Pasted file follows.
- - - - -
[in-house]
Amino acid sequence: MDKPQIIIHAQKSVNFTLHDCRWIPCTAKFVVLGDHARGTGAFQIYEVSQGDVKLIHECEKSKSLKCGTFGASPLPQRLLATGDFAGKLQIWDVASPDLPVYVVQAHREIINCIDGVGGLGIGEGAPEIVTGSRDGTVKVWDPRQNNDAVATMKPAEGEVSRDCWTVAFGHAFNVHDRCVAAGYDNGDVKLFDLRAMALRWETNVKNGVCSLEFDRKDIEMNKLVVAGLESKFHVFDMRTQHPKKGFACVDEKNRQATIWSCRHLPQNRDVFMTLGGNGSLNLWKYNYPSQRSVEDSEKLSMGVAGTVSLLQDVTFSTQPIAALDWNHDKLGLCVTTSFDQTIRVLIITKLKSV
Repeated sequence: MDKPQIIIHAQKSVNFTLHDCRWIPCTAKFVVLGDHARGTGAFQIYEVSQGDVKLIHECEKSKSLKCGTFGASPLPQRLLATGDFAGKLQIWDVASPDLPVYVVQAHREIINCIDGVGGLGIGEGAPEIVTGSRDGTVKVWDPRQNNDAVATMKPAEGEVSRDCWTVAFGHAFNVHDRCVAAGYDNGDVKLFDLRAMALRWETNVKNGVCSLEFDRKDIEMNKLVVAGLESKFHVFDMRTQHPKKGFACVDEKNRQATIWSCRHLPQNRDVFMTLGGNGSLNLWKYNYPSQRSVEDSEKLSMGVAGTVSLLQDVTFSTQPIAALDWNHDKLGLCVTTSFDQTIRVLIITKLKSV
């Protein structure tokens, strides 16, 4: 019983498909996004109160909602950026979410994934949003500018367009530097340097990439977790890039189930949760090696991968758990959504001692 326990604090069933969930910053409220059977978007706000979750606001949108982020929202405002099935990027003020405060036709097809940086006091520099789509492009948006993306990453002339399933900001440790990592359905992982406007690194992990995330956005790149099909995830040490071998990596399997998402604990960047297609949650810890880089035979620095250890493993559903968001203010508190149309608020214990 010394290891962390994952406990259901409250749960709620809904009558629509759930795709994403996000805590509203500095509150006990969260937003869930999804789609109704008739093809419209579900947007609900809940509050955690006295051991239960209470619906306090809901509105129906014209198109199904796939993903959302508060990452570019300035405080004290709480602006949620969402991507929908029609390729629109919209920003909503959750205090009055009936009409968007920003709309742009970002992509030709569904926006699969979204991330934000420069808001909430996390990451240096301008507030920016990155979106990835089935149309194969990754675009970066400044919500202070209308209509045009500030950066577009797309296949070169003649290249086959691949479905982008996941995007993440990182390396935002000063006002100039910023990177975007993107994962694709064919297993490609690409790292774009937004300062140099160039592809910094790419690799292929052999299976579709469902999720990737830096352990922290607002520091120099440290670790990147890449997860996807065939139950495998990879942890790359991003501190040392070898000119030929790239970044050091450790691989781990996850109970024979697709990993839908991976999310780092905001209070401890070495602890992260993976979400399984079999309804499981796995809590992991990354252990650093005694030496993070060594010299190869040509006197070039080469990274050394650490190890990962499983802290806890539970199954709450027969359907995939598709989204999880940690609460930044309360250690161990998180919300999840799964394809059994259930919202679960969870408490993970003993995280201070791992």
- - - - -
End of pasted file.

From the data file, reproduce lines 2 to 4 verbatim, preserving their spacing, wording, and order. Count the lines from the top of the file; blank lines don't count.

Amino acid sequence: MDKPQIIIHAQKSVNFTLHDCRWIPCTAKFVVLGDHARGTGAFQIYEVSQGDVKLIHECEKSKSLKCGTFGASPLPQRLLATGDFAGKLQIWDVASPDLPVYVVQAHREIINCIDGVGGLGIGEGAPEIVTGSRDGTVKVWDPRQNNDAVATMKPAEGEVSRDCWTVAFGHAFNVHDRCVAAGYDNGDVKLFDLRAMALRWETNVKNGVCSLEFDRKDIEMNKLVVAGLESKFHVFDMRTQHPKKGFACVDEKNRQATIWSCRHLPQNRDVFMTLGGNGSLNLWKYNYPSQRSVEDSEKLSMGVAGTVSLLQDVTFSTQPIAALDWNHDKLGLCVTTSFDQTIRVLIITKLKSV
Repeated sequence: MDKPQIIIHAQKSVNFTLHDCRWIPCTAKFVVLGDHARGTGAFQIYEVSQGDVKLIHECEKSKSLKCGTFGASPLPQRLLATGDFAGKLQIWDVASPDLPVYVVQAHREIINCIDGVGGLGIGEGAPEIVTGSRDGTVKVWDPRQNNDAVATMKPAEGEVSRDCWTVAFGHAFNVHDRCVAAGYDNGDVKLFDLRAMALRWETNVKNGVCSLEFDRKDIEMNKLVVAGLESKFHVFDMRTQHPKKGFACVDEKNRQATIWSCRHLPQNRDVFMTLGGNGSLNLWKYNYPSQRSVEDSEKLSMGVAGTVSLLQDVTFSTQPIAALDWNHDKLGLCVTTSFDQTIRVLIITKLKSV
């Protein structure tokens, strides 16, 4: 019983498909996004109160909602950026979410994934949003500018367009530097340097990439977790890039189930949760090696991968758990959504001692 326990604090069933969930910053409220059977978007706000979750606001949108982020929202405002099935990027003020405060036709097809940086006091520099789509492009948006993306990453002339399933900001440790990592359905992982406007690194992990995330956005790149099909995830040490071998990596399997998402604990960047297609949650810890880089035979620095250890493993559903968001203010508190149309608020214990 010394290891962390994952406990259901409250749960709620809904009558629509759930795709994403996000805590509203500095509150006990969260937003869930999804789609109704008739093809419209579900947007609900809940509050955690006295051991239960209470619906306090809901509105129906014209198109199904796939993903959302508060990452570019300035405080004290709480602006949620969402991507929908029609390729629109919209920003909503959750205090009055009936009409968007920003709309742009970002992509030709569904926006699969979204991330934000420069808001909430996390990451240096301008507030920016990155979106990835089935149309194969990754675009970066400044919500202070209308209509045009500030950066577009797309296949070169003649290249086959691949479905982008996941995007993440990182390396935002000063006002100039910023990177975007993107994962694709064919297993490609690409790292774009937004300062140099160039592809910094790419690799292929052999299976579709469902999720990737830096352990922290607002520091120099440290670790990147890449997860996807065939139950495998990879942890790359991003501190040392070898000119030929790239970044050091450790691989781990996850109970024979697709990993839908991976999310780092905001209070401890070495602890992260993976979400399984079999309804499981796995809590992991990354252990650093005694030496993070060594010299190869040509006197070039080469990274050394650490190890990962499983802290806890539970199954709450027969359907995939598709989204999880940690609460930044309360250690161990998180919300999840799964394809059994259930919202679960969870408490993970003993995280201070791992």